Durga Saptashati Chapter 10

Devi Sanatan Amrit

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Durga Saptashati

Dashamodhyaya

CHAPTER 10

The Slaying of Sumbha 

The Rishi said:

1-3. Seeing his brother Nisumbha slain, who was dear to him as his life, and his army being slaughter, Sumbha angrily said. ‘O Durga who are puffed up with pride of strength, don’t show your pride (here). Though you are exceedingly haughty, you, resorting to the strength of others, fight.’ The Devi said:

4-5. ‘I am all alone in the world here. Who else is there besides me? See, O vile one, these Goddesses, who are but my own powers, entering into my own self!’

6. Then all those, Brahmani and the rest, were absorbed in the body of the Devi. Ambika alone then remained. The Devi said:

7-8. ‘ The numerous forms which I projected by my power here – those have been withdrawn by me, and (now) I stand alone. Be steadfast in combat.’ The Rishi said:

9-10. Then began a dreadful battle between them both, the Devi and Sumbha, while all the devas and asuras looked on.

11. With showers of arrows, with sharp weapons and frightful missiles, both engaged again in a combat that frightened all the worlds.

12. Then the lord of daityas broke the divine missiles, which Ambika discharged in hundreds, with (weapons) that repulsed them.

13. With fierce shout of hum and the like, the Paramesvari playfully broke the excellent missiles that he discharged.

14. Then the asura covered the Devi with hundreds of arrows, and the Devi in wrath split his bow with her arrows.

15. And when the bow was split the lord of the daityas took up his spear. With a discus, the Devi split that (spear) also in this hand.

16. Next the supreme monarch of the daityas, taking his sword bright like the sun and shining shield bearing the images of a hundred moons, rushed at the Devi at that moment.

17. Just as he was rushing forward, Chandika split his sword with sharp arrows shot from her bow, as also his shield as bright as the solar rays.

18. With his steeds slain, with his bow broken, without a charioteer, the daitya then grasped his terrible mace, being ready to kill Ambika.

19. With sharp arrows, she split the mace of Sumbha, who was rushing at her. Even then, raising his fist, he rushed swiftly at her.

20. The daitya-king brought his fist down on the heart of the Devi, and the Devi also with her palm smote him on his chest.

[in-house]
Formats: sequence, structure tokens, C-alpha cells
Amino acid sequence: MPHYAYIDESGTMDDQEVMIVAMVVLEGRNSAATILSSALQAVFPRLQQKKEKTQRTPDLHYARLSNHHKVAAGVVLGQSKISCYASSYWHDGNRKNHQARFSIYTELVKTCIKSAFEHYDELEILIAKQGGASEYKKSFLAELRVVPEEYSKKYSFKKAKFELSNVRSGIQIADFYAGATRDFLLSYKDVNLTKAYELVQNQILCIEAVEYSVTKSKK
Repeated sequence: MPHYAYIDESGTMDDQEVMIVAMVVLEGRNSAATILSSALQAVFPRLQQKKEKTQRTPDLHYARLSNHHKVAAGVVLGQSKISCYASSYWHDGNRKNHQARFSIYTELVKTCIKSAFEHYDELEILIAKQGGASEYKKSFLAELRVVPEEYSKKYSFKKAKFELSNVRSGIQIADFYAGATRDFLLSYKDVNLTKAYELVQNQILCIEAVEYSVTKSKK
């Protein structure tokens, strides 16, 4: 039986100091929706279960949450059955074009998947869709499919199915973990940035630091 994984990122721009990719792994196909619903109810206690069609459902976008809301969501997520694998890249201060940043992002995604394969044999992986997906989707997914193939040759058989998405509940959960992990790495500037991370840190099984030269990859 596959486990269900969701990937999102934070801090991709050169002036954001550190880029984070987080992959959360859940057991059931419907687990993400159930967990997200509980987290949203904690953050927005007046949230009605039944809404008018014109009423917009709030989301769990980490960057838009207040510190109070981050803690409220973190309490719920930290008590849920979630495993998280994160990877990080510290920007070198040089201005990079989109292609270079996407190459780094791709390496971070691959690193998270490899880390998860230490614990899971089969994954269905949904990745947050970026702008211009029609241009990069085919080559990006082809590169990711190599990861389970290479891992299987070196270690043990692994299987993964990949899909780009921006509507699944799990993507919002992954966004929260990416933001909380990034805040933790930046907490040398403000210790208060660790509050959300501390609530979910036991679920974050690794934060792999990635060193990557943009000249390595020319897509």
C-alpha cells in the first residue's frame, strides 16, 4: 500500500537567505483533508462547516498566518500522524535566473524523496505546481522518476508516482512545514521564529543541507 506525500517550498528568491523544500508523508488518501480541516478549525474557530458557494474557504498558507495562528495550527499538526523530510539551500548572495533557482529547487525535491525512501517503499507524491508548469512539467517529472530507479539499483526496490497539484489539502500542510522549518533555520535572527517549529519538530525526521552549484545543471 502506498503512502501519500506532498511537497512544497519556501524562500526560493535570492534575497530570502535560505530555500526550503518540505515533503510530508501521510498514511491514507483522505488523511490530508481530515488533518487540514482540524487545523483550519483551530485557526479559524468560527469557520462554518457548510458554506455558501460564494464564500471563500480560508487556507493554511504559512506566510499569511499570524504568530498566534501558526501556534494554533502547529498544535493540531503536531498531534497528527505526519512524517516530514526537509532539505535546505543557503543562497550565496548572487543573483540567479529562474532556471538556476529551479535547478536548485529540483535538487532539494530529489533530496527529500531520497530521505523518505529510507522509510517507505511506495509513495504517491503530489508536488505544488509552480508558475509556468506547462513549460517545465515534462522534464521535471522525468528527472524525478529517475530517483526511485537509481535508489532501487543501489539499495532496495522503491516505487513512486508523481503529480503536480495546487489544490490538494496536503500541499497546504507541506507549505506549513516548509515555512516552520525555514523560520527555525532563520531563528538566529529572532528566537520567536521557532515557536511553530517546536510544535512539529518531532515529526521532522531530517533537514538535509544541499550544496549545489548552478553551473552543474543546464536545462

21. The daitya-king, wounded by the blow of her palm fell on the earth, but immediately he rose up again.

22. Seizing the Devi, he sprang up and mounted on high into the sky. There also Chandika, without any support, fought with him.

23. Then the daitya (Sumbha) and Chandika fought, a never before, with each other in the sky in a close contact, which wrought surprise to the Siddhas and sages.

24. Ambika then, after carrying on a close fight for a vary long time with him, lifted him up, whirled him around and flung him down on the earth.

25. Flung thus, the evil-natured (Sumbha) reaching the earth and raising his fist, hastily rushed forward desiring to kill Chandika.

26. Seeing that lord of all the daitya-folk approaching, the Devi, piercing him on the chest with a dart, threw him down on the earth.

27. Pierced by the pointed dart of the Devi he fell lifeless on the ground, shaking the entire earth with its seas, islands and mountains.

28. When that evil-natured (asura) was slain, the universe became happy and regained perfect peace, and the sky grew clear.

29. Flaming portent-clouds that were in evidence before became tranquil, and the rivers kept within their courses when (Sumbha) was stricken down there.

30. When he had been slain, the minds of all the bands of devas became overjoyed, and the Gandharvas sang sweetly.

31-32. Others sounded (their instruments), and the bands of nymphs danced; likewise favourable winds blew; the sun became very brilliant; the sacred fires blazed peacefully and tranquil became the strange sounds that had risen in different quarters. Here ends the tenth chapter called ‘The Slaying of Sumbha’ of Devi-mahatmya in Markandeya-purana, during the period of Savarni, the Manu.

 

Vedic Scriptures